Trump also took more concrete action on Tuesday, amending a previous disaster declaration for the island, so that it would no longer need to split recovery costs with FEMA but rather have the federal government foot the entire bill.

According to FEMA’s timeline shared by Sanders, during the week following the disaster, the federal government sent over 10,000 federal staff members to Puerto Rico and the U.S. Virgin Islands; began performing search and rescue flights and aerial damage assessments; re-established some power in hospitals and other key areas; and conducted medical evacuations of more than 100 patients to the continental U.S. In addition, the S.S. Wright carried 1.1 million meals and one million liters of water to the affected islands and the Defense Logistics Agency carried 124,000 gallons of diesel fuel to Puerto Rico.

One week out

Slightly over a week after the storm made landfall, Trump made the call to temporarily suspend the Jones Act, which put shipping restrictions on Puerto Rico that limited the amount of aid they could receive. The act was suspended on Thursday and the waiver will only last for 10 days.

The president was widely criticized by those in Congress for not waiving the measure earlier, the Hill noted, particularly after immediately issuing similar waivers for Texas and Florida.

On Friday, the Navy hospital ship USNS Comfort set sail for Puerto Rico, after former Sec. of State Hillary Clinton advocated for its deployment on Sept. 24. Clinton’s tweet set off a wave of support for the naval ship to go to Puerto Rico, inspiring a petition that reached over 270,000 signatures.

Trump spent Friday addressing the situation in Puerto Rico during a speech to the National Association of Manufacturers, in which he said the government’s response was made more challenging by the fact that Puerto Rico “is an island surrounded by water. Big water. Ocean water.”

“Ultimately the government of Puerto Rico will have to work with us to determine how this massive rebuilding effort … will be funded and organized, and what we will do with the tremendous amount of existing debt already on the island,” Trump said Friday, as quoted by the Washington Post.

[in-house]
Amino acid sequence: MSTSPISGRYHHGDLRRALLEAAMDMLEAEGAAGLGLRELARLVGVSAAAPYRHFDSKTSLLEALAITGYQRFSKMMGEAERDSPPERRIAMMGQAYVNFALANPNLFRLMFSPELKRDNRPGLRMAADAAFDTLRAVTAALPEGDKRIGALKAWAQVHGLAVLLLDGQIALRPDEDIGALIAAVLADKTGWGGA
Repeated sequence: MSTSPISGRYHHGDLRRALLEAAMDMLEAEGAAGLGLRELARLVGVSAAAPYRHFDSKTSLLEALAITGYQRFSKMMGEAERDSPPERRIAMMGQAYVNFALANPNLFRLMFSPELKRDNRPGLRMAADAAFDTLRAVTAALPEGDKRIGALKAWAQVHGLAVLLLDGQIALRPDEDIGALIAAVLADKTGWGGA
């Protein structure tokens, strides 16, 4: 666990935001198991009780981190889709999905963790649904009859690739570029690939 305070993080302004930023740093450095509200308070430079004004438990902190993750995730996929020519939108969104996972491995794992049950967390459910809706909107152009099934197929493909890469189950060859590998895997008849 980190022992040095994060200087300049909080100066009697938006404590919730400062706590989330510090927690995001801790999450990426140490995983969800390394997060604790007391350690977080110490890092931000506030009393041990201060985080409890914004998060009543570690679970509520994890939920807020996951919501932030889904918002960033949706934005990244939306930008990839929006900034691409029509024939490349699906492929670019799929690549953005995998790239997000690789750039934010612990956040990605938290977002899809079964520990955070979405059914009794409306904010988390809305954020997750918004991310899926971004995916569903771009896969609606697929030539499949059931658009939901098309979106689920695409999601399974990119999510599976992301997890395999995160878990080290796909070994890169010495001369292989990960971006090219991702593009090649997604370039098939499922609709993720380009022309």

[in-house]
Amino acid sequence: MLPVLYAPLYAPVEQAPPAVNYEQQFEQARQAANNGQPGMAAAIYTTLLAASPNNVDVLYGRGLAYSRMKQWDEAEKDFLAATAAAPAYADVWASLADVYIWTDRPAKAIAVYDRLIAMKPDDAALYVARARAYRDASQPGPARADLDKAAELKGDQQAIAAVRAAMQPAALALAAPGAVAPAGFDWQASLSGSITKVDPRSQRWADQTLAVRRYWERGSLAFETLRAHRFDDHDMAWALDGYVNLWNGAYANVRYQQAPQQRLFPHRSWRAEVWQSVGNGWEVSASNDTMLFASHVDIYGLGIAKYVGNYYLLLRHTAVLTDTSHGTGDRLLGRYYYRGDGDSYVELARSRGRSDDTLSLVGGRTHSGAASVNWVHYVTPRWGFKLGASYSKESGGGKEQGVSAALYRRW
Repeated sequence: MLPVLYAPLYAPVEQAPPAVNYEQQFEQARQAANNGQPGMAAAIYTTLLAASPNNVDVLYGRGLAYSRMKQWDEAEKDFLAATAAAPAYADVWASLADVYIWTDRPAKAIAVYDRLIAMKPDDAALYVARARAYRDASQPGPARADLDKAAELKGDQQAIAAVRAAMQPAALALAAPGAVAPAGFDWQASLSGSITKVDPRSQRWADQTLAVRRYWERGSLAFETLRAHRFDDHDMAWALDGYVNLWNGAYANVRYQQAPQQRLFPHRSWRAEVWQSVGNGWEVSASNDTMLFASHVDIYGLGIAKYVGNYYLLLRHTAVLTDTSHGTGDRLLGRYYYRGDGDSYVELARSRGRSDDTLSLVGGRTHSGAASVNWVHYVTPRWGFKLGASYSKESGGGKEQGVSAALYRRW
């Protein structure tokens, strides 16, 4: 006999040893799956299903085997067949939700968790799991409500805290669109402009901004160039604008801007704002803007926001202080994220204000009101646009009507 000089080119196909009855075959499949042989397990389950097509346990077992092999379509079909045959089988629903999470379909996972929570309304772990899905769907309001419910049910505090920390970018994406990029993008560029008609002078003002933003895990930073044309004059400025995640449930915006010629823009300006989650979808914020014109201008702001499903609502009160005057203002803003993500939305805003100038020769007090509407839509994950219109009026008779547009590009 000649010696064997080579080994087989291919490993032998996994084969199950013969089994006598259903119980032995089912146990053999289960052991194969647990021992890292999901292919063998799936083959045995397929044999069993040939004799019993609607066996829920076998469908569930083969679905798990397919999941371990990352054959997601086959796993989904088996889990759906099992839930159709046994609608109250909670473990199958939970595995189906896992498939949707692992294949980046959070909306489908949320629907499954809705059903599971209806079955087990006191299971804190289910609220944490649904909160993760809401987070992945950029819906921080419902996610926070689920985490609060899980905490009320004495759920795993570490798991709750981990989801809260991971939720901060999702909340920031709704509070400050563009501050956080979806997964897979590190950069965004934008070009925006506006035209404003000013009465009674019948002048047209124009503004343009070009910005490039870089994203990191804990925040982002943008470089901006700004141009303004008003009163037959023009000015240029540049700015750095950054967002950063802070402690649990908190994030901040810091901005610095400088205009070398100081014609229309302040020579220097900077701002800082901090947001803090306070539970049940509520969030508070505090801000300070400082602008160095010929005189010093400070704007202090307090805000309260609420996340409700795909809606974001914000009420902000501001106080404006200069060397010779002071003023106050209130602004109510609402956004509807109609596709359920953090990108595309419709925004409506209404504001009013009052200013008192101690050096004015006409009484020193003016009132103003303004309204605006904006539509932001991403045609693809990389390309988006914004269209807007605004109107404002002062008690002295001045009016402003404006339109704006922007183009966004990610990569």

“We will not rest, however, until the people of Puerto Rico are safe,” Trump added. “These are great people. We want them to be safe and sound and secure. And we will be there every day until that happens.”

The president, of course, was also tweeting about the island, praising the government’s response and saying that “big decisions will have to be made as to the cost of its rebuilding!”

As of Sept. 29, the FEMA timeline noted, half of Puerto Rico’s dialysis centers were now open and accessible, and 56 of 68 hospitals were partially operational. Only one hospital is fully operational, the timeline noted.

Tension with San Juan Mayor

Trump’s tweeting about Puerto Rico ramped up on Saturday, as the president sent 18 tweets about the crisis. But while some included the president’s usual praise of the military and government responders, the president also used the opportunity to lash out against his critics — including the Puerto Rican leaders who are currently suffering through the crisis as Trump tweets from his New Jersey golf course.

On Friday, San Juan Mayor Carmen Yulín Cruz blasted the federal government’s response as “inadequate” while begging for more assistance — and Trump fought back, blasting Cruz and other Puerto Rican leaders’ “poor leadership ability” and saying they “want everything to be done for them.”

In response to the president’s comments, Cruz said on Twitter: “The goal is one: saving lives. This is the time to show our ‘true colors.’ We cannot be distracted by anything else.”

The president also used Twitter on Saturday to blast his other perceived opponents, including the “fake news media” and Democrats.

“The fake news networks are working overtime in Puerto Rico, doing their best to take the spirit away from our soldiers and first [responders],” Trump tweeted Saturday. “Shame!”

On Sunday, Trump then doubled down on his comments, calling those who disagreed with him “politically motivated ingrates.”

“Outside of the fake news or politically motivated ingrates,” Trump tweeted, “people are now starting to recognize the great work done that has been done by FEMA and our great military.”